Concept of Earthquake Resistant Engineering

If two bars of same length and same cross-sectional area – one made of ductile material and another of a brittle material. And a pull is applied on both bars until they break, then we notice that the ductile bar elongates by a large amount before it breaks, while the brittle bar breaks suddenly on reaching its maximum strength at a relative small elongation. Amongst the materials used in building construction, steel is ductile, while masonry and concrete are brittle.

Comparison of Brittle and Ductile Building materials
Comparison of Brittle and Ductile Building materials

The correct building components need to be made ductile. The failure of columns can affect the stability of building, but failure of a beam causes localized effect. Therefore, it is better to make beams to be ductile weak links then columns. This method of designing RC buildings is called the strong-column weak-beam design method. Special design provisions from IS: 13920-1993 for RC structures ensures that adequate ductility is provided in the members where damage is expected.

Quality Control in Construction

The capacity design concept in earthquake resistant design of buildings will fail if the strengths of the brittle links fall below their minimum assured values. The strength of brittle construction materials, like masonry and concrete is highly sensitive to the quality of construction materials. Workmanship, supervision, and construction methods. Similarly, special care is needed in construction to ensure that the elements meant to be ductile are indeed provided with features that give adequate ductility. Thus, strict adherence to prescribed standards, of construction materials and processes is essential in assuring an earthquake resistant building. Regular testing of materials to laboratories, periodic training of workmen at professional training houses, and on-site evaluation of the technical work are elements of good quality control.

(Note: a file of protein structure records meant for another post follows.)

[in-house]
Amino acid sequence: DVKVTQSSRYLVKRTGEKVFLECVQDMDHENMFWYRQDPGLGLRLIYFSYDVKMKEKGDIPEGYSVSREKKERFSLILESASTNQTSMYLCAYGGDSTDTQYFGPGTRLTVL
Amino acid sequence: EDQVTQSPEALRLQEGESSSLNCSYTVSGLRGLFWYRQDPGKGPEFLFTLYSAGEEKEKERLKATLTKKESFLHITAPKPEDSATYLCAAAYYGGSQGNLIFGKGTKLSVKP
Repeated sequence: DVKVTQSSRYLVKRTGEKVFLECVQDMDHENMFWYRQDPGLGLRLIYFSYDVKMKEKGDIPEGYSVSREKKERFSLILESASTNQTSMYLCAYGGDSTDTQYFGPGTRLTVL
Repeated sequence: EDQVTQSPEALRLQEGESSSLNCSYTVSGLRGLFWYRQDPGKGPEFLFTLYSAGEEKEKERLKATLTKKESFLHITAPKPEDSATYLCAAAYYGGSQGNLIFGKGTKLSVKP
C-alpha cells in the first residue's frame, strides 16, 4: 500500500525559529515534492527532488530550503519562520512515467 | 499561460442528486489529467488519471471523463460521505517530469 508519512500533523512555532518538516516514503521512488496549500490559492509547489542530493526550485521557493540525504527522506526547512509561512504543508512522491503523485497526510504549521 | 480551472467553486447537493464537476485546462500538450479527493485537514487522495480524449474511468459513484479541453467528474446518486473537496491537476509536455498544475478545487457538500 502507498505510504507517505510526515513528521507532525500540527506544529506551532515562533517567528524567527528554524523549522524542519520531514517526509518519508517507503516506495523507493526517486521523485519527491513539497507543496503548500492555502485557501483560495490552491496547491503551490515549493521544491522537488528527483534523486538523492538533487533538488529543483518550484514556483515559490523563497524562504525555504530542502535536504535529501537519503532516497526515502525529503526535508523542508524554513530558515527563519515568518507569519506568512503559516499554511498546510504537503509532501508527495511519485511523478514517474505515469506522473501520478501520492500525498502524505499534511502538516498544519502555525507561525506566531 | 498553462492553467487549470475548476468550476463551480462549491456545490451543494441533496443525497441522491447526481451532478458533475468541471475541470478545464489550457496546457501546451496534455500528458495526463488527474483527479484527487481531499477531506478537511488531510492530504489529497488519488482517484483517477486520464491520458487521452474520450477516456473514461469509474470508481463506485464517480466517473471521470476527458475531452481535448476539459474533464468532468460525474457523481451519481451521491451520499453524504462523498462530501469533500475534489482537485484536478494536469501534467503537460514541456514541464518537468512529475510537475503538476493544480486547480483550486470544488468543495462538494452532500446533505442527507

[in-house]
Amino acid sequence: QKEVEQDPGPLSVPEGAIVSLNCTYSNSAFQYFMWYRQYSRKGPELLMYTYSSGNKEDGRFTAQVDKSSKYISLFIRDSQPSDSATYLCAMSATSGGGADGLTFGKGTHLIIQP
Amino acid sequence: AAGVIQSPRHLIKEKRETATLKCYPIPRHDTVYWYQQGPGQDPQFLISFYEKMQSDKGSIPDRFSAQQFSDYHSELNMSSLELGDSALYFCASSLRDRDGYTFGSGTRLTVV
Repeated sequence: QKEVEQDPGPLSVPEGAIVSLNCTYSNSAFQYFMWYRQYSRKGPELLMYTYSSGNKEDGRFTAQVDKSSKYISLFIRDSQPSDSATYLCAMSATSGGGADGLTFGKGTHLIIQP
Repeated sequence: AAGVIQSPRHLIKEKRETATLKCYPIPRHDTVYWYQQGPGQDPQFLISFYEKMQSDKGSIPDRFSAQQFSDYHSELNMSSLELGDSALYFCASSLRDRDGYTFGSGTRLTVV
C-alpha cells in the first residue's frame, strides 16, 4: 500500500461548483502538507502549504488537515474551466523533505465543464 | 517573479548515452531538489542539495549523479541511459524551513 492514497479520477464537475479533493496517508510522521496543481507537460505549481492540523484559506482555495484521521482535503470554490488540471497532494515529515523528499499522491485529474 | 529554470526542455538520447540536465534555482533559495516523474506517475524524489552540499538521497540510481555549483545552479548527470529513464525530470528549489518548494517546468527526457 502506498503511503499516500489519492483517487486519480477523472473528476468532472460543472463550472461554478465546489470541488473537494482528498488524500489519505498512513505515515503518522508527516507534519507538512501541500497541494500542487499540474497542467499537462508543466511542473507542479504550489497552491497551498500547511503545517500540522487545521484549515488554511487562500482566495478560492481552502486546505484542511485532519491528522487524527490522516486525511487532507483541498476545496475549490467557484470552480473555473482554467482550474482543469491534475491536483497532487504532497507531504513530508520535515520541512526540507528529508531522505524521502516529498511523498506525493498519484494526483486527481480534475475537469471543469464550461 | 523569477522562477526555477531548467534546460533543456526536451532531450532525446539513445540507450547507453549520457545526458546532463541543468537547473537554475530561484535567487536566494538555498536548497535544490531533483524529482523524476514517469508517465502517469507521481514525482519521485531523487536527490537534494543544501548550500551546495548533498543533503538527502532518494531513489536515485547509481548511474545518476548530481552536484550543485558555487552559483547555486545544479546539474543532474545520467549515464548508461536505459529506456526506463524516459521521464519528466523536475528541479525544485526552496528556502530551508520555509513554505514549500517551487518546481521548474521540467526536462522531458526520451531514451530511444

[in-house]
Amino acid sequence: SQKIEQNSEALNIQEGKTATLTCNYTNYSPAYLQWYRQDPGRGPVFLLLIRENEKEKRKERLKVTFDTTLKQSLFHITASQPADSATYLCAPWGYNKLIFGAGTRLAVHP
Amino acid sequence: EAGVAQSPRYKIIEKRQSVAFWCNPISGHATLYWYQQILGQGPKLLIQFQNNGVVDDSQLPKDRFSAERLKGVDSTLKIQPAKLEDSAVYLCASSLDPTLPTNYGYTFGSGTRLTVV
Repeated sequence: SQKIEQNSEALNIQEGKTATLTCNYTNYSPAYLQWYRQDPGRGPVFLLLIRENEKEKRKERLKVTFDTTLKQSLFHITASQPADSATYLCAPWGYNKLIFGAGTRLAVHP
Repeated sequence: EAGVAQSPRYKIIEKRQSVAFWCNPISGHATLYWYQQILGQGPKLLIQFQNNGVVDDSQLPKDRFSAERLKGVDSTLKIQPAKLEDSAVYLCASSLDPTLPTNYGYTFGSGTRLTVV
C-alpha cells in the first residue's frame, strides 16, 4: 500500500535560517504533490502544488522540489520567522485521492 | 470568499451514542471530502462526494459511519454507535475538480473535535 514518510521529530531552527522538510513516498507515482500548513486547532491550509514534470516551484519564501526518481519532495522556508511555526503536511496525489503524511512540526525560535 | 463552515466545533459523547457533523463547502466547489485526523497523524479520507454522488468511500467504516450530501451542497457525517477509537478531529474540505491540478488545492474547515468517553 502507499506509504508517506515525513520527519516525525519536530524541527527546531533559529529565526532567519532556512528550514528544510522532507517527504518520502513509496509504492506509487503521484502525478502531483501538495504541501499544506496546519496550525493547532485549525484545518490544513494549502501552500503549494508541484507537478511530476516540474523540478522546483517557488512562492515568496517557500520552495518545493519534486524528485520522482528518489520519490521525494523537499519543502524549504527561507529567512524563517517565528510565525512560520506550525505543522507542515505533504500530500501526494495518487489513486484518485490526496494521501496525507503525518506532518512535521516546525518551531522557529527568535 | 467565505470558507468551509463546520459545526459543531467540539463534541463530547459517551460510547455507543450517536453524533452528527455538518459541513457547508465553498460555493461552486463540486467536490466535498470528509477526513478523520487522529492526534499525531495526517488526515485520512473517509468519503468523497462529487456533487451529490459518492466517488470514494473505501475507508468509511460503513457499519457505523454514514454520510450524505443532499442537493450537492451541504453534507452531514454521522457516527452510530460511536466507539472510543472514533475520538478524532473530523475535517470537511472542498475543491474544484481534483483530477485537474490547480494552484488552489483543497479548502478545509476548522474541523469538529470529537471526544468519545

Popular Earthquake Resistant Techniques

Conventional seismic design attempts to make buildings that do not collapse under strong earthquake shaking, but may sustain damage to non-structural elements (like glass facades) and to some structural members in the building. This may render the building non-functional after the earthquake, which may be problematic in some structures, like hospitals, which need to remain functional in the aftermath of earthquake. Special techniques are required to design buildings such that they remain practically undamaged even in a severe earthquake. Buildings with such improved seismic performance usually cost more than the normal buildings do.

Two basic technologies are used to protect buildings from damaging earthquake effects. These are Base Isolation Devices and Seismic Dampers. The idea behind base isolation is to detach (isolate) the building from the ground in such a way that earthquake motions are not transmitted up through the building or at least greatly reduced. Seismic dampers are special devices introduced in the buildings to absorb the energy provided by the ground motion to the building (much like the way shock absorbers in motor vehicles absorb due to undulations of the road)

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